SUMMARY OF THE INVENTION

The present invention overcomes the efficiency problems associated with the constructions of prior art 90+ furnace blowers by providing a blower with a unique housing design that spreads out the distribution air flow over the secondary heat exchanger to a larger extent than the existing blowers of the prior art. This enables the blower to operate with less of a pressure drop through the heat exchangers than that of prior art blowers. The scroll design of the blower housing also efficiently turns the velocity head of the air flow through the housing to usable static air pressure. In addition, it has been found through testing that the blower housing design of the invention applied to a low profile 80+ furnace blower has a similar or superior static efficiency to that of a regular profile blower. In a similar manner to the 90+ furnace, in an 80+ furnace where the primary heat exchanger is located close to the blower housing air outlet opening, the enlarged air outlet opening of the blower housing of the invention directs air over a larger area of the primary heat exchanger than blower housings of the prior art, and thereby creates energy savings. This enables the design of the blower housing to be employed in low profile 80+ furnaces to provide an efficiency gain, even though there is no secondary heat exchanger in the low profile furnace. The improved efficiency of the blower housing enables a reduction in the exterior dimensions of the furnace enclosure in which the blower housing is used.

In the typical construction of an air distribution blower, the pressure loss is proportional to the air flow velocity squared through a given restriction of the blower housing. Just a 15 percent increase in a two dimensional rectangular plane that represents the effective flow area across the secondary heat exchanger of the furnace can potentially create a (1.15×1.15=1.3225), (1/1.3225=0.756) 25% increase in efficiency due to air pressure loss at the secondary heat exchanger.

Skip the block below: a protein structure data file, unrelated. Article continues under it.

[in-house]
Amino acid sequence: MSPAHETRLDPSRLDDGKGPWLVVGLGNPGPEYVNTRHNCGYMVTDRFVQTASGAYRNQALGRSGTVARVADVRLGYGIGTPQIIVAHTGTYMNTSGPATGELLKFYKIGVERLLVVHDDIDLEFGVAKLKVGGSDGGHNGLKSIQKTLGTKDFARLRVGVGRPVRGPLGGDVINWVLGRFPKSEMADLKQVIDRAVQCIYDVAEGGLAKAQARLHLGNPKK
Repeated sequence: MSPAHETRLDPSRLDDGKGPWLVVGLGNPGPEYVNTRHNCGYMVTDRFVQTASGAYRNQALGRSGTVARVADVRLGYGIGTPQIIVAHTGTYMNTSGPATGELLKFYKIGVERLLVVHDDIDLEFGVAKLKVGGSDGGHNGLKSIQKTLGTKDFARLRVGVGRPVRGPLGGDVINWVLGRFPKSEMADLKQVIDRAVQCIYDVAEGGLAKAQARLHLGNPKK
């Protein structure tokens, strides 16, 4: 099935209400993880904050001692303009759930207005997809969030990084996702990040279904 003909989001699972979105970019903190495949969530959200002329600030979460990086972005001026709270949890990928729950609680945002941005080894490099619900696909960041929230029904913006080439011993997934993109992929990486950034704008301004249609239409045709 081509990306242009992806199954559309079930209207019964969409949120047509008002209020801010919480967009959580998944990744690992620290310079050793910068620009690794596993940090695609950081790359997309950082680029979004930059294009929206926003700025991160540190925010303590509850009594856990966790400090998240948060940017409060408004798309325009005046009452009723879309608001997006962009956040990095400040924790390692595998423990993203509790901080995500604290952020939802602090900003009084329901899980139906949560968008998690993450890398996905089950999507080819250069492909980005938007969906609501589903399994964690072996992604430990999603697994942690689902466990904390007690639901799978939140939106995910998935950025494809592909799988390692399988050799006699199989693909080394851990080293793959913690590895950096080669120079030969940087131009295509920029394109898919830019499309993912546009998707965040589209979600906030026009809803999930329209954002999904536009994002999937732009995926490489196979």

With this in mind, the high efficiency furnace of the present invention employs a blower housing with an enlarged air outlet opening, while the exterior dimensions of the blower housing remain substantially the same as those of the prior art blower housing used in a high efficiency furnace.

The blower housing of the present invention employs a fan wheel with forward curved impeller blades for low noise and for reducing the size of the fan wheel. Fan wheels with forward curved impeller blades are known to create large amounts of pressure and air flow for a relatively small size of fan wheel.

To obtain a large air outlet opening in the blower housing without increasing the exterior dimensions of the blower housing, the present invention utilizes an exponentially increasing expansion angle along the length of the blower housing volute-shaped outer wall. Alternatively, the blower housing of the invention utilizes an exponentially increasing expansion angle along a substantial portion of, or substantial portions of the outer wall. Where the expansion angle of the volute outer wall of prior art blower housings increases at a constant rate, the expansion angle of the volute outer wall of the blower housing of the present invention increases exponentially as the outer wall extends around the fan wheel in the rotation direction of the fan wheel. The exponentially increasing expansion angle of the volute outer wall provides a very large air outlet opening while still having a volute shape around the entire length of the blower housing outer wall following the outer wall cutoff.